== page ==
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If it were a consideration, with the stain already in place will glue adhere? I never tried that before. As for the screwage, I'd glue the 45s and fix the corners with double screws then I'd elongate double cuts for screws at the middle and rear of the of the carcass sides and front for expansion then soap/wax up the half of the screws not in the trim for slippage.

PS, is big foot kith or Kin?

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post #5 of 17 Old 06-04-2015, 01:33 PM
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Glue will not adhere to the finish so not really an option.

Since you already drilled holes with the intent of screwing from the backside I'd just do that. I never glue the joints on trim, others do.


Looks nice BTW.
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post #6 of 17 Old 06-04-2015, 01:38 PM Thread Starter
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Quote:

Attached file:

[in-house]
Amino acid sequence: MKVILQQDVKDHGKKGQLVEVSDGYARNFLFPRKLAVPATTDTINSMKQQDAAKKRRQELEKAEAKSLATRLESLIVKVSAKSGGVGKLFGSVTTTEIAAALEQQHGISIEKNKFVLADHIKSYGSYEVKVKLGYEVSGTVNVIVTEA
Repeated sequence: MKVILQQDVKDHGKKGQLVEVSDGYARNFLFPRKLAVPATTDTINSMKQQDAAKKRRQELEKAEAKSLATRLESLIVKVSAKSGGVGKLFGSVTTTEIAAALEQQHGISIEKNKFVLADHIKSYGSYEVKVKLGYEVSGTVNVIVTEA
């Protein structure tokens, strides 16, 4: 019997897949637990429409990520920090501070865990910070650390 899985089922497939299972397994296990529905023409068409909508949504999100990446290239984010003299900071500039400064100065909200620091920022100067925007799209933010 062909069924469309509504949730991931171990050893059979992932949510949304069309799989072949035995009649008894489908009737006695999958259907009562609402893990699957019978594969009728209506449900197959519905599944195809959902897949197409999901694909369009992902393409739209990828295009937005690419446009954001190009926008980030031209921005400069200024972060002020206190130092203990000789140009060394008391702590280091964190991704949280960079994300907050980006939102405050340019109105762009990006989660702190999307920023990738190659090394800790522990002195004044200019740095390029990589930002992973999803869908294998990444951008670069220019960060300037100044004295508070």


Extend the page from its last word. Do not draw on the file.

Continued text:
Originally Posted by Chamfer View Post
Glue will not adhere to the finish so not really an option.

Since you already drilled holes with the intent of screwing from the backside I'd just do that. I never glue the joints on trim, others do.


Looks nice BTW.
Thanks. The 45 deg angles are raw. The clock is ticking. Time for me to do something, even if it is wrong.
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post #7 of 17 Old 06-04-2015, 02:37 PM
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I was referring to gluing the trim to the cabinet. I assumed the joints were unfinished.

Neither way is right or wrong as far as gluing the joints. If the joints fit well than IMO its not needed. I wouldnt let that hold you up from finishing it though.

Attach the trim to the cabinet with screws from behind and its up to you whether or not you glue the joints. IMHO its not going to make or break the project.


If you're still unsure just glue them, its not going to hurt anything.
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post #8 of 17 Old 06-04-2015, 03:10 PM
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Any resistance to expansion/contraction is a good thing especially if you're anywhere around water and have high humidity, the Cape has an abundance of both.

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post #9 of 17 Old 06-04-2015, 06:28 PM Thread Starter
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Thanks for all the advice. The molding is on. The Liquid nails didn't hold...just a waste of time. I guess I put it on too thin.